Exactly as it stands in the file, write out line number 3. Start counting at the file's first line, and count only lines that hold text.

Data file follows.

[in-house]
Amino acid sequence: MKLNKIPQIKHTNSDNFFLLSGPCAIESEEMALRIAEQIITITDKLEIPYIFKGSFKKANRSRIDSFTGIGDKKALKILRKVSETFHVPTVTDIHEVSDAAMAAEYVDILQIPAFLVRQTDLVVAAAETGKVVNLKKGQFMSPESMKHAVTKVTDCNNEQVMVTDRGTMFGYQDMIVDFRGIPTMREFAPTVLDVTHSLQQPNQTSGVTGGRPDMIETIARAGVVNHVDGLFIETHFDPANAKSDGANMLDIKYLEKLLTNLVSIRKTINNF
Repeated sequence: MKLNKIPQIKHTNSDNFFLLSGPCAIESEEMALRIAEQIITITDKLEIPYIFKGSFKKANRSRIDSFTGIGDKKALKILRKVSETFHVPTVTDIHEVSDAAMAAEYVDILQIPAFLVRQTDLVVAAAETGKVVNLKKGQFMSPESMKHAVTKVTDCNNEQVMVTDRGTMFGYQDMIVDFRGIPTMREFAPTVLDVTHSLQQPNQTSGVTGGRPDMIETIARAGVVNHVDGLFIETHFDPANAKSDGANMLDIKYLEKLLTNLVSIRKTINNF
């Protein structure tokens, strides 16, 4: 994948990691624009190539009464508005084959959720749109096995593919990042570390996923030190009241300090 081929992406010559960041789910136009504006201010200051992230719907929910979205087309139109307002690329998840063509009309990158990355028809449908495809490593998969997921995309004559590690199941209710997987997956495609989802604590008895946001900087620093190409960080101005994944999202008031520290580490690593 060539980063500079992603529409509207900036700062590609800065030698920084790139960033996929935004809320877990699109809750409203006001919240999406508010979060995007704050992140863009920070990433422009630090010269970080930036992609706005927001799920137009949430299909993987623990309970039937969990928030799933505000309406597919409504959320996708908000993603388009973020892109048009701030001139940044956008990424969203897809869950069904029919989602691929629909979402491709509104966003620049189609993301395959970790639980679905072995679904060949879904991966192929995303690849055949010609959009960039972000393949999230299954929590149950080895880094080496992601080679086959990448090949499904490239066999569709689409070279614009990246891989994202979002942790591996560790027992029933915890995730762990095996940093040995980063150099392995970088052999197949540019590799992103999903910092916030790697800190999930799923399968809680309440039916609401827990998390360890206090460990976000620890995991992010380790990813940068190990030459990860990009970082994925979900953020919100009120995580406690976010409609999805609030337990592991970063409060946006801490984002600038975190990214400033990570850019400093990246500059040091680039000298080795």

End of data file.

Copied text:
Repeated sequence: MKLNKIPQIKHTNSDNFFLLSGPCAIESEEMALRIAEQIITITDKLEIPYIFKGSFKKANRSRIDSFTGIGDKKALKILRKVSETFHVPTVTDIHEVSDAAMAAEYVDILQIPAFLVRQTDLVVAAAETGKVVNLKKGQFMSPESMKHAVTKVTDCNNEQVMVTDRGTMFGYQDMIVDFRGIPTMREFAPTVLDVTHSLQQPNQTSGVTGGRPDMIETIARAGVVNHVDGLFIETHFDPANAKSDGANMLDIKYLEKLLTNLVSIRKTINNF